Bush Protesters Clash With Police in Berlin

Hooded youths and pro-Palestinian demonstrators clashed with police as President Bush arrived here Wednesday, marring a peaceful protest by 20,000 people opposed to any widening of the U.S. war on terrorism.

Pro-Palestinian demonstrators waving Palestinian flags and wearing the checkered Arab keffiyeh headdress burned American flags at a former Prussian parade ground, where earlier demonstrators had sunbathed in a picnic-like atmosphere.

Nearby, youths pelted police in riot gear with bottles and stones.

Plainclothes security officials isolated troublemakers, removing individuals from the crowd as thousands of peaceful protesters scattered or watched in dismay from the steps of the Berlin cathedral and Altes Museum.

Riot police later used water canons to disperse the remaining crowd and violent demonstrators smashed windows at a McDonald's restaurant and department store on Alexanderplatz.

Police confirmed arrests but had no immediate word how many people had been taken into custody. Several ambulance took away injured people, but no numbers of injured were available.

Bush was at least half a mile from the violence, meeting with Chancellor Gerhard Schroeder and Berlin Mayor Klaus Wowereit at a restaurant adjacent to the Brandenburg Gate at the opposite end of the famed Unter den Linden boulevard.

A contingent of 10,000 police were deployed to control access to Berlin's government center, where Bush will spend the night, meet with German leaders and address parliament during his brief stay.

The anti-war demonstration was organized by an umbrella group of pacifists and anti-globalization groups who vowed to keep the demonstration peaceful so as not to deflect from their message.

But they were undermined by the pro-Palestinian and anti-capitalist elements that converged on police as the larger group ended its daylong peaceful gathering to protest what they saw as a U.S. tendency to go it alone on the world stage.

Waving banners calling the war on terrorism an "imperialist crusade," demonstrators at the main protest cited fears that Washington will expand its military campaign to Iraq as well as the U.S. abstentions from the international criminal court and the Kyoto protocol on climate change.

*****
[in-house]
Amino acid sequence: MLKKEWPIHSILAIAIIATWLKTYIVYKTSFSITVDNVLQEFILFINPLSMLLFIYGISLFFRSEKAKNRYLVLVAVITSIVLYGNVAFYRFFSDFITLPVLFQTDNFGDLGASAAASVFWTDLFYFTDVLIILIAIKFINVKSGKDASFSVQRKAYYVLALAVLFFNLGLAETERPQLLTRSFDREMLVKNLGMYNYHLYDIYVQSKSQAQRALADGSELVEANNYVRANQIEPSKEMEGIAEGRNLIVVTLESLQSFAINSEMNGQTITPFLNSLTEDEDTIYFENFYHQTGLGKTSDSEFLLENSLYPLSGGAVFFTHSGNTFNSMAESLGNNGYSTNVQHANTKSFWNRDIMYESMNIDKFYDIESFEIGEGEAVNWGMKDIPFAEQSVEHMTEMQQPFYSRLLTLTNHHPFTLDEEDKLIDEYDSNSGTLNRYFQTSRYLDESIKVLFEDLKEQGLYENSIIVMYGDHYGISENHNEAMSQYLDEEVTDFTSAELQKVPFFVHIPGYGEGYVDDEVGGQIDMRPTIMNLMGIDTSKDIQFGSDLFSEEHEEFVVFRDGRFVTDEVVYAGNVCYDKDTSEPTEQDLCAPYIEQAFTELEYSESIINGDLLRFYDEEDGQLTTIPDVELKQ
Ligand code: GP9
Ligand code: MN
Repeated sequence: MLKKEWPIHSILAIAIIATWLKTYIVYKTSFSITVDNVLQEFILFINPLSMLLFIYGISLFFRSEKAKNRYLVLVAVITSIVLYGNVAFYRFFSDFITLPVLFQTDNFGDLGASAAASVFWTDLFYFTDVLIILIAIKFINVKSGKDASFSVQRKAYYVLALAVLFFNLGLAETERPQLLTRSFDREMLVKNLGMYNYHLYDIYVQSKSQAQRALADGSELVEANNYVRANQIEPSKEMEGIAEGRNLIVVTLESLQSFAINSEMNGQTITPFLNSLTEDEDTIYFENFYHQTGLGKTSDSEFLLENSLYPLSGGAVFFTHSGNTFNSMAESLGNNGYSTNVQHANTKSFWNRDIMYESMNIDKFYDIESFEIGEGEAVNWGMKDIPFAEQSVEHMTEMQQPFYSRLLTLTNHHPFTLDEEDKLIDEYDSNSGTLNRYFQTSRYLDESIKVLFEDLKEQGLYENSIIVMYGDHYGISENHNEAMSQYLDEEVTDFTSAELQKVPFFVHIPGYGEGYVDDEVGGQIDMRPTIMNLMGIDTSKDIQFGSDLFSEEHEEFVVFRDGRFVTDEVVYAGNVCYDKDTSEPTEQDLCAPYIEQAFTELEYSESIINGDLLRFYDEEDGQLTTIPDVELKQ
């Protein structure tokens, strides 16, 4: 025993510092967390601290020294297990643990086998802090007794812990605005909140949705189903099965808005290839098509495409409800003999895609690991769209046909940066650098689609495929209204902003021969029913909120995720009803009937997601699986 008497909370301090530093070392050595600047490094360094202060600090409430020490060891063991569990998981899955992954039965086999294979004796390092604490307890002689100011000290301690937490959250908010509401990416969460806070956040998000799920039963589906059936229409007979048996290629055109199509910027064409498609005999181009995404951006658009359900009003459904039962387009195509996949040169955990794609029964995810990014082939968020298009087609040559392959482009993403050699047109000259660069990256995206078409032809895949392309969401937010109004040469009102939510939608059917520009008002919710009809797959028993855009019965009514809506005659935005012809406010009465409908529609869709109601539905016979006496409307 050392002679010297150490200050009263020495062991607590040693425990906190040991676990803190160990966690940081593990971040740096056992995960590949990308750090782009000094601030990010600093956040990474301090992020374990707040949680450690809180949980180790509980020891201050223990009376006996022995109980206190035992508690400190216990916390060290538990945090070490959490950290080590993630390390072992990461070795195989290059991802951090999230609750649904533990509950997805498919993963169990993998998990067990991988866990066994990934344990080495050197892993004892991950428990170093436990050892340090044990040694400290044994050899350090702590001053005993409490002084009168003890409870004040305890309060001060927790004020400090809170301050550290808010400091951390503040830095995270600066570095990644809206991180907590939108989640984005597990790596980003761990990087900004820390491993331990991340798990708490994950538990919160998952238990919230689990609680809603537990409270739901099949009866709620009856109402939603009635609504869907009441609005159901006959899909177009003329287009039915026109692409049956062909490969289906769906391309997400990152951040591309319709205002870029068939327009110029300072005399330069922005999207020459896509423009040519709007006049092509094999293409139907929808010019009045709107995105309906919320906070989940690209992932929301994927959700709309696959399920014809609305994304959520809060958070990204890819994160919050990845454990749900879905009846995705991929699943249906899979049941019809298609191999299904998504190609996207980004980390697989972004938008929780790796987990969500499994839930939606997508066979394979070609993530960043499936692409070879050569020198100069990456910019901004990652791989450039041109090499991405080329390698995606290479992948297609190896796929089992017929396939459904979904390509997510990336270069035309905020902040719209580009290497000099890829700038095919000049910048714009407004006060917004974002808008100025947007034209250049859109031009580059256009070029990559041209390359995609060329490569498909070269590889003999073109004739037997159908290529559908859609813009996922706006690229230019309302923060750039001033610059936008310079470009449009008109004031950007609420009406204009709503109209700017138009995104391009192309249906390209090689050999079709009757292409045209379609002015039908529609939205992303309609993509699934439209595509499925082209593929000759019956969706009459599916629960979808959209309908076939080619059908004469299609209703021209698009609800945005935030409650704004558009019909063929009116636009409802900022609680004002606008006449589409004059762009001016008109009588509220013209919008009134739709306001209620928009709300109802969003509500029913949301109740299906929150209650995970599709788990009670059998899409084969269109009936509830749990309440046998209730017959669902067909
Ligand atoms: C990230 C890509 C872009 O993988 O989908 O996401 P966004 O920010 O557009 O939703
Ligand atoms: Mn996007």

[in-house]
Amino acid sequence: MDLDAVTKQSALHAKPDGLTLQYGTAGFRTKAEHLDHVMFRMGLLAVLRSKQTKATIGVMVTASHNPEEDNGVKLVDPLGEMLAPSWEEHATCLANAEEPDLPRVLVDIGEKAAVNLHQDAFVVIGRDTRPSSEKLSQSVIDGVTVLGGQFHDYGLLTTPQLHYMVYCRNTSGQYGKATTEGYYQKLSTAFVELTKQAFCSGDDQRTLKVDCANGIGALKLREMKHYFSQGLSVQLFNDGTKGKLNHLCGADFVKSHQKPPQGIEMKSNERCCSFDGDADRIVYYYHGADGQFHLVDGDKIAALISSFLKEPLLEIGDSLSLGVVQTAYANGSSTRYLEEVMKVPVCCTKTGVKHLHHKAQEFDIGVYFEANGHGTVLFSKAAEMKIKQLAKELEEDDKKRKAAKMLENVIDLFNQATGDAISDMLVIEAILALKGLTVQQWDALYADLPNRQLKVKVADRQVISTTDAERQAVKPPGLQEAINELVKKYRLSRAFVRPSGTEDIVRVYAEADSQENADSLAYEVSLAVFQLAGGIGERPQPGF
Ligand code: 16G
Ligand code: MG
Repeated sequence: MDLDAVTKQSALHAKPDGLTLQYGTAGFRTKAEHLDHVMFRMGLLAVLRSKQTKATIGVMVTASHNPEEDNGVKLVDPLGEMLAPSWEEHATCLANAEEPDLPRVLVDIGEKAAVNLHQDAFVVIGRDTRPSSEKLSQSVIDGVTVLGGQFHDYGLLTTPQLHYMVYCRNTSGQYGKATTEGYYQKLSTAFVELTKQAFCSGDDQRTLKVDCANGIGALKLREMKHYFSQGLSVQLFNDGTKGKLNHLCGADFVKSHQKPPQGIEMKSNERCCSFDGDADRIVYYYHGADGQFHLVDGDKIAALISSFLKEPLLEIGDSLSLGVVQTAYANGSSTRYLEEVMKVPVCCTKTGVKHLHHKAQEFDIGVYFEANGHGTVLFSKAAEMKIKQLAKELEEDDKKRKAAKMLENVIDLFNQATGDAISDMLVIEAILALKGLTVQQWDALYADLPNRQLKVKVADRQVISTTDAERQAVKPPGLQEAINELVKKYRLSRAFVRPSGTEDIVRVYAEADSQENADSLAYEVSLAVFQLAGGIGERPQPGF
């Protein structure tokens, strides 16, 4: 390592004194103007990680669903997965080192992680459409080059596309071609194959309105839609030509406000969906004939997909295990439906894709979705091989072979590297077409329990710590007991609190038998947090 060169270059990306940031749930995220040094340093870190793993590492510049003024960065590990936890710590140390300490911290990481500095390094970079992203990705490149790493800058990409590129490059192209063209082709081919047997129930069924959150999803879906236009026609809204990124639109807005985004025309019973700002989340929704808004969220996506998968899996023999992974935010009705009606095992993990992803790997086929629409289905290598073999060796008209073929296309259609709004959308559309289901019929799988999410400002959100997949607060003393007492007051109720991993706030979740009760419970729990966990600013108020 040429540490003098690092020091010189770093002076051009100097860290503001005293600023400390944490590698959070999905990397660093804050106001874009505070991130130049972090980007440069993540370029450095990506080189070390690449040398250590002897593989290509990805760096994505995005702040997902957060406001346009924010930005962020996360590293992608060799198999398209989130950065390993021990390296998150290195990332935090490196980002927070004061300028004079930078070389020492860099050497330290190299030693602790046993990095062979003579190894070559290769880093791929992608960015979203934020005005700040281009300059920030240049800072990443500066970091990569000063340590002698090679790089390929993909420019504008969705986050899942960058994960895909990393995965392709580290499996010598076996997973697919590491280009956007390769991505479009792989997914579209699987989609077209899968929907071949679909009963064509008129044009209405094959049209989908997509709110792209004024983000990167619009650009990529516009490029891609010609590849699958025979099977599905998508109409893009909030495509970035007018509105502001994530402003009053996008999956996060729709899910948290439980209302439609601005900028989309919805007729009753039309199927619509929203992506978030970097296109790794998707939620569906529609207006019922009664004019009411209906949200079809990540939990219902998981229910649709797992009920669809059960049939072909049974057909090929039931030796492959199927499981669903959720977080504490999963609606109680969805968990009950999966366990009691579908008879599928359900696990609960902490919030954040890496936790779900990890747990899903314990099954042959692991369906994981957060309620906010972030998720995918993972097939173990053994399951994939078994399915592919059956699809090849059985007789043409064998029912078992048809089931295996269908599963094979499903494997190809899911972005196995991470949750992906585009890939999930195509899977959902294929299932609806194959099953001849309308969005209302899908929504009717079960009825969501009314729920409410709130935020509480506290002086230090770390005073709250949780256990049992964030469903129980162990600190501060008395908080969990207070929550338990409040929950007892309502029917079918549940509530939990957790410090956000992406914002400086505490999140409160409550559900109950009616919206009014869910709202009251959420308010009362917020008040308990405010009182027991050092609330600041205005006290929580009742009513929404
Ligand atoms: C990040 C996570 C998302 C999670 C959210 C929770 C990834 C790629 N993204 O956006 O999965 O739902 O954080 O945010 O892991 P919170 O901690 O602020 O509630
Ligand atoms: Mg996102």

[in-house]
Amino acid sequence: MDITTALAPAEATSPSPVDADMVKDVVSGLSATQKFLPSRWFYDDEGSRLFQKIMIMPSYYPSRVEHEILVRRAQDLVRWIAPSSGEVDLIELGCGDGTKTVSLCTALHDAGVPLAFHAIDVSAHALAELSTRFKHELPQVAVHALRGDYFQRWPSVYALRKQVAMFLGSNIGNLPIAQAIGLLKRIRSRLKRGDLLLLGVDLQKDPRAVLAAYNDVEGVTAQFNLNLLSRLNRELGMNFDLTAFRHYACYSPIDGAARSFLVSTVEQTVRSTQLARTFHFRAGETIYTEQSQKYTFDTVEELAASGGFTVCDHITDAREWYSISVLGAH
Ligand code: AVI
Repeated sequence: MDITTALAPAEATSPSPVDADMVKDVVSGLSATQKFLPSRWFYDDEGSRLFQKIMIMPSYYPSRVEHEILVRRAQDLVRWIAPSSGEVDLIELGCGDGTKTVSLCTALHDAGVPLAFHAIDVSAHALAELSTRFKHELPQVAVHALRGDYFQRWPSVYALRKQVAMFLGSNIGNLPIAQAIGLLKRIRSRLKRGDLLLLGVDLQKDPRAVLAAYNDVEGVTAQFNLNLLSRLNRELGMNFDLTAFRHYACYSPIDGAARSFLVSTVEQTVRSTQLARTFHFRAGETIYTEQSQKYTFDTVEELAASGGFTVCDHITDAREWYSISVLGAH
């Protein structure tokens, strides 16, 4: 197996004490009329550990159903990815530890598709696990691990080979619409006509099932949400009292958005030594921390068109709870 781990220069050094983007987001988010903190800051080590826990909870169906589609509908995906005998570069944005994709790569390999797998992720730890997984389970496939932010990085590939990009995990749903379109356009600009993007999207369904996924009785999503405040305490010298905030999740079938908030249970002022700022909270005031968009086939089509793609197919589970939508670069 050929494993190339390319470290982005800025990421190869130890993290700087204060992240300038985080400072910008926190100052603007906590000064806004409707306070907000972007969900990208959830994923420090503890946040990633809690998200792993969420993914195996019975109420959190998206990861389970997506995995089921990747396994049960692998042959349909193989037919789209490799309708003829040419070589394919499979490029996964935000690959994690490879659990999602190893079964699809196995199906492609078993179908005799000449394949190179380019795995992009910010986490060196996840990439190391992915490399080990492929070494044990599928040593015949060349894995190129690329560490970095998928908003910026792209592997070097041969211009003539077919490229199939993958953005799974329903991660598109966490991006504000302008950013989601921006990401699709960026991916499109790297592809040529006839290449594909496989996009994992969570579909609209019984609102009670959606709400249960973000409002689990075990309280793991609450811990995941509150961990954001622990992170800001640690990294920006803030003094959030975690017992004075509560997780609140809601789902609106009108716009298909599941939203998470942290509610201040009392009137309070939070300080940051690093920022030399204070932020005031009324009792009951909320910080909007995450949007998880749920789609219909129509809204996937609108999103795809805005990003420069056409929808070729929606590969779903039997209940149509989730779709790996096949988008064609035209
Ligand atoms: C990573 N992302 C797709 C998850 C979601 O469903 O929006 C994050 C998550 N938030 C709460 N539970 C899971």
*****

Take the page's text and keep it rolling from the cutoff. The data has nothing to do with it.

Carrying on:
"It's not against America or the American people, but against the Bush government, which I think is very radically unilateralist," said 59-year-old Hrvoje Jurcic, a librarian from Bavaria.

Pretzels bobbed from sticks as the crowd marched around Alexanderplatz, taunting the president who in February fell unconscious after reportedly choking on a pretzel while watching the Superbowl. Banners read: "Pretzels, not bombs."

The umbrella group of organizations calling itself the "Axis of Peace" organized similar protests across Germany.

Bush was relaxed about the protests, telling European reporters in Washington before his departure, "That's democracy."

Schroeder also emphasized the right to protest — but urged demonstrators to recall America's contribution to securing West Berlin during the Cold War and to allowing German reunification.

"I think one should consider that this right was guaranteed in the free part of Germany by American soldiers during the Cold War," Schroeder told Germany's N-24 television.

Bush will face a skeptical audience as he outlines what German government officials described as a far-reaching counterterrorism plan in a speech to the Bundestag on Thursday — not only among the German public but some German lawmakers, who aired their misgivings over a possible U.S. military strike against Iraq.

"Military action against Iraq is not justified as long as isn't certain that that Saddam supports or shelters Al Qaeda terrorists," said Peter Struck, the leader in parliament of Chancellor Gerhard Schroeder's Social Democrats.